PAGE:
Human Capital and Economic Growth

April 21, 2016

By: Adam Hitchcock, Managing Director, Guggenheim Partners

by Adam Hitchcock

Global cities in developed economies have many attributes that contribute to their success, but human capital will be the most critical element for economic growth going forward. Civic leaders in global cities, specifically government officials and business executives, should prioritize developing and attracting skilled human capital to achieve continued economic growth.

The importance of human capital to global cities is not a new concept. In fact, the need for human capital is widely accepted and discussed in any report on global cities. However, this paper argues that human capital should be at the top of the agenda, with other civic policies deliberately supporting the creation of human capital. 

The prioritization of human capital for existing global cities in developed economies requires a new approach as we rapidly shift to a knowledge economy where these cities are less focused on the production of physical goods and increasingly produce the ideas and information that shape the world. Global cities in developed economies must focus on enhancing human capital to achieve continued economic growth in the knowledge economy. These cities are well-positioned to thrive as the global economy shifts to a model where ideas and information are most important and the highest value.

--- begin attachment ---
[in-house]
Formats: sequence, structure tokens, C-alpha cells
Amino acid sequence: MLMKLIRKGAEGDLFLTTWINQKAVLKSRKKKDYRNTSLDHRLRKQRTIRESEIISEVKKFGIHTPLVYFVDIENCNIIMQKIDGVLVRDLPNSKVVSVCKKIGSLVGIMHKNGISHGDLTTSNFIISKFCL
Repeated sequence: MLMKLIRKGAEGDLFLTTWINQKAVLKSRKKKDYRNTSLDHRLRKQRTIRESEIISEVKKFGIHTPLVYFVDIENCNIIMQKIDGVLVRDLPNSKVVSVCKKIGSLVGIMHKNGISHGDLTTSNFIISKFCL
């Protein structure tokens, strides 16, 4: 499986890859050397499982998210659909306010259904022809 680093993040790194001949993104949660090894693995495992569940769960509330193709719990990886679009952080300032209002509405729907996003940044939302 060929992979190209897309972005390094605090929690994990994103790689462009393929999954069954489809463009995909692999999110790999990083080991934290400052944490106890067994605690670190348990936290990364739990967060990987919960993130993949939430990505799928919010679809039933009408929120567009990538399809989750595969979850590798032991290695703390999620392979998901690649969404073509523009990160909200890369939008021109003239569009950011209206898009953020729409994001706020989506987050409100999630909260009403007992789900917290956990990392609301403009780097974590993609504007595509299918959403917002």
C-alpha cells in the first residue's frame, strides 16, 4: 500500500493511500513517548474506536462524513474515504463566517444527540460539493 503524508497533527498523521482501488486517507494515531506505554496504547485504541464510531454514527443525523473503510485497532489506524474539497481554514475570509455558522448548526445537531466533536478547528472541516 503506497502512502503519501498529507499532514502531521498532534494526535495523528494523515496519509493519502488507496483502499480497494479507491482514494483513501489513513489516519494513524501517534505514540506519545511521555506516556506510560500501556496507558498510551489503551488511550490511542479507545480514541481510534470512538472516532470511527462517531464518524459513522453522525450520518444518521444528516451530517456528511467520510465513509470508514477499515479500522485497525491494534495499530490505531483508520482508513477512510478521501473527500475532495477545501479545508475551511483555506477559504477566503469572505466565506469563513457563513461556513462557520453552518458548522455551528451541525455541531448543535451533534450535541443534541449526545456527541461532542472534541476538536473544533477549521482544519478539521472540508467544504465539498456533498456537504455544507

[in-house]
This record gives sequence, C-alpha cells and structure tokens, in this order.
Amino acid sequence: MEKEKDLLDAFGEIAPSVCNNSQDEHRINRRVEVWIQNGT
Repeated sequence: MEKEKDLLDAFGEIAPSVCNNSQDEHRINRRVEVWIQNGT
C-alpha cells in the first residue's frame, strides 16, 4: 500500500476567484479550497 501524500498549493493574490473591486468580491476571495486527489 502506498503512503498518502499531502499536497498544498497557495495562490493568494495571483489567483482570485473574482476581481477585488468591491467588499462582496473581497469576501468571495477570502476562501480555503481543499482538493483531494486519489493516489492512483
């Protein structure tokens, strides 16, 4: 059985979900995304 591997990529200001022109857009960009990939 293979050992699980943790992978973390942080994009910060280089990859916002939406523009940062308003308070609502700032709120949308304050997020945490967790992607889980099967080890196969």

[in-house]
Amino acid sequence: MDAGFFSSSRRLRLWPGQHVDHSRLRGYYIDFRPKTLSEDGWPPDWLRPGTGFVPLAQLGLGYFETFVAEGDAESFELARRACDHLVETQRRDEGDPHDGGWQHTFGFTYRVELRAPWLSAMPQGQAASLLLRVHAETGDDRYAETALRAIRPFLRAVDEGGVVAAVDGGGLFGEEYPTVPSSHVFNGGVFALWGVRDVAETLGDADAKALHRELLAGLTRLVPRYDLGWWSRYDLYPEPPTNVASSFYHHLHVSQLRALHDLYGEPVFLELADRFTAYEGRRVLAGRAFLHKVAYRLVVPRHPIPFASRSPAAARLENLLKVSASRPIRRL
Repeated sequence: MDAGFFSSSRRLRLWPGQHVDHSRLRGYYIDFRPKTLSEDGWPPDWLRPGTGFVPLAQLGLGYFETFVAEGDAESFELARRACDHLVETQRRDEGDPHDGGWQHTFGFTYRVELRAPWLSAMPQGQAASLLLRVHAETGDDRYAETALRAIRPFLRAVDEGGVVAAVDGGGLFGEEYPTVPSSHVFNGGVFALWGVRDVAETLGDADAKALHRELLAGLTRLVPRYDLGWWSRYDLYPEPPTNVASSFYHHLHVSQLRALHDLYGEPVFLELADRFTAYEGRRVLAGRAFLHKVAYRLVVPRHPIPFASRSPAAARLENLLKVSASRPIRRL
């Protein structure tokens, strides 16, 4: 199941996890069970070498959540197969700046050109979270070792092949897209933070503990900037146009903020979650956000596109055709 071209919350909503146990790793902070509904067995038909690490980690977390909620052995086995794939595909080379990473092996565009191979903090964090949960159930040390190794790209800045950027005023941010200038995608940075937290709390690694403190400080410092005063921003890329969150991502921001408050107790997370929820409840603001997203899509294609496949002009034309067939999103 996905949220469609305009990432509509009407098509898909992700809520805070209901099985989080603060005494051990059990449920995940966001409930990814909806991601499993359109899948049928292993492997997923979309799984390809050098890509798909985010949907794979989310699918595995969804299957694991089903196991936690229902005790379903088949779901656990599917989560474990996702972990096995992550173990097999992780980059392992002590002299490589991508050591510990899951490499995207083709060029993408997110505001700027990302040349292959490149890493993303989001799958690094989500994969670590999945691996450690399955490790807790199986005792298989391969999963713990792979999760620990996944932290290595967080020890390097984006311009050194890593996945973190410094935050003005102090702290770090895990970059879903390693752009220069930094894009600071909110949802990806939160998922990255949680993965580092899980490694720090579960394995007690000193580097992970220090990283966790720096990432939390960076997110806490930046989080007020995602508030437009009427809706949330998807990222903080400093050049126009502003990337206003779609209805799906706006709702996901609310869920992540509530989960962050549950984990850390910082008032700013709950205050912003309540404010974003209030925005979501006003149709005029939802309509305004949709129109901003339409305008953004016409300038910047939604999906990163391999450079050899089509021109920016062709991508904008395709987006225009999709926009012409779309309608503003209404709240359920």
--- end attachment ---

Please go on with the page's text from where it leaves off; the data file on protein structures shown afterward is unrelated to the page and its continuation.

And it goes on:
Global cities in developed economies are different from their emerging market counterparts. They are less focused on the actual production of physical goods and instead place greater emphasis on their most important asset: their talented workforce.  While human capital has always been important, changes in the global economy mean that people are by far the most critical ingredient for economic growth in the future. For that reason, any strategy for economic growth must focus on human capital. Specifically, all civic decisions must be driven by the priority of developing and attracting skilled human capital.

Strong human capital in turn spurs economic growth, which is critical because it allows a global city to maintain its position in the world. A vibrant economy supports all other aspects of a global city by growing the tax base and supporting institutions. Well-paid workers support other businesses and institutions as consumers, which leads to more jobs.

Global cities are key participants in the global economy. Current global cities in developed economies face challenges to economic growth. It is imperative that these cities be able to grow over an extended period of time, even if their home countries face economic headwinds because of demographics and slowing productivity. The only way to do this is by developing and attracting global talent.

Human Capital and Economic Growth

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